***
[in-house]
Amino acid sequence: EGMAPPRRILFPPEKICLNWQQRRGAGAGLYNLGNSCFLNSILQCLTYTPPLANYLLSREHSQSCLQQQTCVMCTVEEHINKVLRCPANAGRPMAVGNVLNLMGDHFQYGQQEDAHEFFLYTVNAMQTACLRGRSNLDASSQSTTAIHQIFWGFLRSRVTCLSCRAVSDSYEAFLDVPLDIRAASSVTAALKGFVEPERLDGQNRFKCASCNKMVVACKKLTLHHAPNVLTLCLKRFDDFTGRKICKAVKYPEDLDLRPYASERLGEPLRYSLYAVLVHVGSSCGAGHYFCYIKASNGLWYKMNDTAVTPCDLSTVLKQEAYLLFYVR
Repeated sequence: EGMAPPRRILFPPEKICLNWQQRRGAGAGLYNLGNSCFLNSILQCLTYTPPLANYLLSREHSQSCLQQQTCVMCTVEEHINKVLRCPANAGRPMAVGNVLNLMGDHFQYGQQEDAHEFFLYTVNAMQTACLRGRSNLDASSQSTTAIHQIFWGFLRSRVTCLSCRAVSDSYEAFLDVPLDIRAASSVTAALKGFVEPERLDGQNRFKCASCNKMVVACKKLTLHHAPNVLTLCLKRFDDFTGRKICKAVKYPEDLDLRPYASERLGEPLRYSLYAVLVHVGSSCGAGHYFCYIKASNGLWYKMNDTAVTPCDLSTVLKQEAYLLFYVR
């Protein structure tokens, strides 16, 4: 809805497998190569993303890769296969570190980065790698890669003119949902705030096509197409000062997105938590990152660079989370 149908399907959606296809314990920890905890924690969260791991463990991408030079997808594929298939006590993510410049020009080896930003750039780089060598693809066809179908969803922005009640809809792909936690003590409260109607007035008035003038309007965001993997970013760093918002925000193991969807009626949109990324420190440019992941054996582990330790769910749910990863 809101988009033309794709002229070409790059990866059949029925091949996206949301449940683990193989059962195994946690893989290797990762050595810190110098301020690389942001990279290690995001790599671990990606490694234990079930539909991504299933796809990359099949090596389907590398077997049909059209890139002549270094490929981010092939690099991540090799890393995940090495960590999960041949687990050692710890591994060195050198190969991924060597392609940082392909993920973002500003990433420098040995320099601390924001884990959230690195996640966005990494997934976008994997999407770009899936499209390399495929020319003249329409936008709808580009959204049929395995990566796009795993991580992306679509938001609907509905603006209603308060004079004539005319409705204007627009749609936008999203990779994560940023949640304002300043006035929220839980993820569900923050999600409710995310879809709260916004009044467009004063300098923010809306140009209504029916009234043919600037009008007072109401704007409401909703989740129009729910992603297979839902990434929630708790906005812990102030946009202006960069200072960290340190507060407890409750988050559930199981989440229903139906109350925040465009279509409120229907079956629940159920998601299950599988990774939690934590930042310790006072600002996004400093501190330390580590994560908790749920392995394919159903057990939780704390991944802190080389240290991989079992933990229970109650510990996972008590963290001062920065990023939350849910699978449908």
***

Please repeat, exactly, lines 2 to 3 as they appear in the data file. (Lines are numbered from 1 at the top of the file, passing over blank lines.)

Amino acid sequence: EGMAPPRRILFPPEKICLNWQQRRGAGAGLYNLGNSCFLNSILQCLTYTPPLANYLLSREHSQSCLQQQTCVMCTVEEHINKVLRCPANAGRPMAVGNVLNLMGDHFQYGQQEDAHEFFLYTVNAMQTACLRGRSNLDASSQSTTAIHQIFWGFLRSRVTCLSCRAVSDSYEAFLDVPLDIRAASSVTAALKGFVEPERLDGQNRFKCASCNKMVVACKKLTLHHAPNVLTLCLKRFDDFTGRKICKAVKYPEDLDLRPYASERLGEPLRYSLYAVLVHVGSSCGAGHYFCYIKASNGLWYKMNDTAVTPCDLSTVLKQEAYLLFYVR
Repeated sequence: EGMAPPRRILFPPEKICLNWQQRRGAGAGLYNLGNSCFLNSILQCLTYTPPLANYLLSREHSQSCLQQQTCVMCTVEEHINKVLRCPANAGRPMAVGNVLNLMGDHFQYGQQEDAHEFFLYTVNAMQTACLRGRSNLDASSQSTTAIHQIFWGFLRSRVTCLSCRAVSDSYEAFLDVPLDIRAASSVTAALKGFVEPERLDGQNRFKCASCNKMVVACKKLTLHHAPNVLTLCLKRFDDFTGRKICKAVKYPEDLDLRPYASERLGEPLRYSLYAVLVHVGSSCGAGHYFCYIKASNGLWYKMNDTAVTPCDLSTVLKQEAYLLFYVR